Two Diko members announced their intention of leaving the party following its support of far-right Elam’s proposal to introduce an annual commemoration in public schools of the January 1950 Enosis (Union) referendum.
The first announcement came on Tuesday night from former municipal councillor Yiannis Armeftis, who had served two terms as Diko’s Limassol municipal councillor between 2007 and 2016, and was also a candidate in last December’s municipal elections.
“In reaction to the latest developments and statements, I place myself outside the Democratic Party until its leadership changes,” Armeftis said on his Facebook page.
Diko, from a democratic party, he said, has turned into a “stooge of nationalism and extremism”. He said that he would issue an announcement later in the week.
Another Diko member, Aglandjia municipal councillor Marinos Cleanthous, replied under the Armefti’ post that he would follow suit.
“We will have to repent in this generation not merely for the hateful words and actions of the bad people but for the appalling silence of the good people,” Cleanthous said, quoting Martin Luther King.
The controversial proposal to introduce an annual commemoration in public schools of the Enosis referendum, in which 96 per cent of Greek Cypriots voted their preference for the island to be annexed to Greece, was voted by parliament on Friday.
In a plenary vote, just 19 votes from the smaller parties – excluding ruling Disy, which abstained, and main opposition Akel, which opposed – were enough for the proposal, tabled by nationalist Elam deputy Linos Papayiannis, to be approved.
The proposal made it to the plenum through the education committee, with three votes from Disy and one each from Diko, the Citizens’ Alliance, and Solidarity.
The desire for ‘enosis’, or union with Greece, is considered one of the main reasons for the breakdown of the Republic of Cyprus established in 1960.
But Edek too has been subject to criticism from some its members and supporters as its MPs upvoted Elam’s proposal.
Edek MEP Demetris Papadakis had said right after the vote that the move was upvoted by some out of fear of being accused of not being Greek enough, by “those who identified themselves with the worst years of the modern history of Hellenism”.
Papadakis also said that with this move the Greek Cypriot side is giving Turkey more ammunition to continue its efforts to downgrade the Republic of Cyprus.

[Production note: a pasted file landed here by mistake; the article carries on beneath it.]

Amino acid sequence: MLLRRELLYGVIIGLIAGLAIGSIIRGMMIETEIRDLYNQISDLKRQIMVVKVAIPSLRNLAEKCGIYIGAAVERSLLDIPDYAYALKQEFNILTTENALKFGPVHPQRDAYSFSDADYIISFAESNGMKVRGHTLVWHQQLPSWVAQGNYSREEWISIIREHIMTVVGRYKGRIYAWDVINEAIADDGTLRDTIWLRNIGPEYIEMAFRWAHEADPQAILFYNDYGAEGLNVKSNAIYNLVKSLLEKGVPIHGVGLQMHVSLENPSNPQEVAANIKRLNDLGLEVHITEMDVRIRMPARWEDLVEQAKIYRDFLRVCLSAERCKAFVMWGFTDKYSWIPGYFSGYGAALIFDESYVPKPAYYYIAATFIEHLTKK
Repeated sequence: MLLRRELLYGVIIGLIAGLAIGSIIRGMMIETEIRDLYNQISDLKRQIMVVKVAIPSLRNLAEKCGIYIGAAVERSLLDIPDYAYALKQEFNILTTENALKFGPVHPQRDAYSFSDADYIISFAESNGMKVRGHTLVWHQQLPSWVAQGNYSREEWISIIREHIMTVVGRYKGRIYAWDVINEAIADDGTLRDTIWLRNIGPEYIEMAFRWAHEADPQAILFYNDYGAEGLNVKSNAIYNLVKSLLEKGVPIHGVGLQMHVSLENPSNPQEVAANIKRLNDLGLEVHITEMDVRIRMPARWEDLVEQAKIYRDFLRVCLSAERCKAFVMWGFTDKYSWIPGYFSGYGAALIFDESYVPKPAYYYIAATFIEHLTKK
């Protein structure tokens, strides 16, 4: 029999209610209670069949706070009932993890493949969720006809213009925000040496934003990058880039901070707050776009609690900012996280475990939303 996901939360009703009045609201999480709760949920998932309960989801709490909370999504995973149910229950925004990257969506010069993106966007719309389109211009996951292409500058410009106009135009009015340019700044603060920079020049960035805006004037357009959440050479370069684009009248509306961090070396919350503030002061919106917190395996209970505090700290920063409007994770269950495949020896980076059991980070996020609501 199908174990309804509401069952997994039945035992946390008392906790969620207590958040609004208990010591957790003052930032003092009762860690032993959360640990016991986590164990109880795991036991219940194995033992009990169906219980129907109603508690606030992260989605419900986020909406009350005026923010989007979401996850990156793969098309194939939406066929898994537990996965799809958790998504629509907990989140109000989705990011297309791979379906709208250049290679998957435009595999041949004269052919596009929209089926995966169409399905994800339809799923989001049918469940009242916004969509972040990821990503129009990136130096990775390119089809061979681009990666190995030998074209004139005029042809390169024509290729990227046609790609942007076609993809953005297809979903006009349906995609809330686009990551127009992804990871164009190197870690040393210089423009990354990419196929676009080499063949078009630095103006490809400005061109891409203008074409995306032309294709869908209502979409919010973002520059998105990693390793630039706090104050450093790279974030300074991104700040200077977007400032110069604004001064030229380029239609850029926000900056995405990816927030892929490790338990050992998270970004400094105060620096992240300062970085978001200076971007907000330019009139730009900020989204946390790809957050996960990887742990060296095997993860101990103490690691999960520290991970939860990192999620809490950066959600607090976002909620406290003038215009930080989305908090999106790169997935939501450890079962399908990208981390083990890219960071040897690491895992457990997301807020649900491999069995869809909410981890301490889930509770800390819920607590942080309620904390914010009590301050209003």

He urged the government to be more proactive as regards attacks against Turkish Cypriots as lack of action, he said, serves Turkey’s interests and for the president to tell Turkish Cypriot leader Mustafa Akinci to switch off the lights of the flag of the breakaway regime on Pentadaktylos and “to leave suggestions aside instead of posing by his side”.
Former House speaker and former Edek leader Yiannakis Omirou, too condemned on Wednesday the upvote of the proposal as parliament, he said, allowed a “bigoted entity [Elam], affiliated with neo-fascist, neo-Nazi Golden Dawn”, to present its legislative initiative as “politically legitimate”.
The major issue, he said, is not the honours that are attributable to the “pure and beautiful struggles of the people of Cyprus”, but that this allowed those feeling nostalgic of the “darkest pages of contemporary Cypriot and Greek history” to present themselves as “leaders in patriotism and national sensitivities”.
Omirou also said that reactions in the north on the matter, were “not only unjustified but also outrageous and unacceptably provocative”.
But the socialist party’s youth branch has also distanced itself from Edek’s supportive stance on the Enosis vote.
“We feel that this vote does not do any service to education and to the viability of any settlement solution when and if this comes,” Edek’s youth branch said. Celebrating the anniversary of the Enosis referendum, they said, could only lead to exaltation of nationalist tendencies.
The vote caused tension between the relations of the two communities at political level. Akinci called on President Nicos Anastasiades to publicly oppose the decision and urged ruling Disy to work with Akel to undo it.
In response, Anastasiades condemned Turkish Cypriot reaction “for a mere reference to an historical fact” and pointed the finger at “the provocative celebrations” held in the north to commemorate the 1974 invasion. He said that the Enosis vote in parliament did not constitute a change of policy.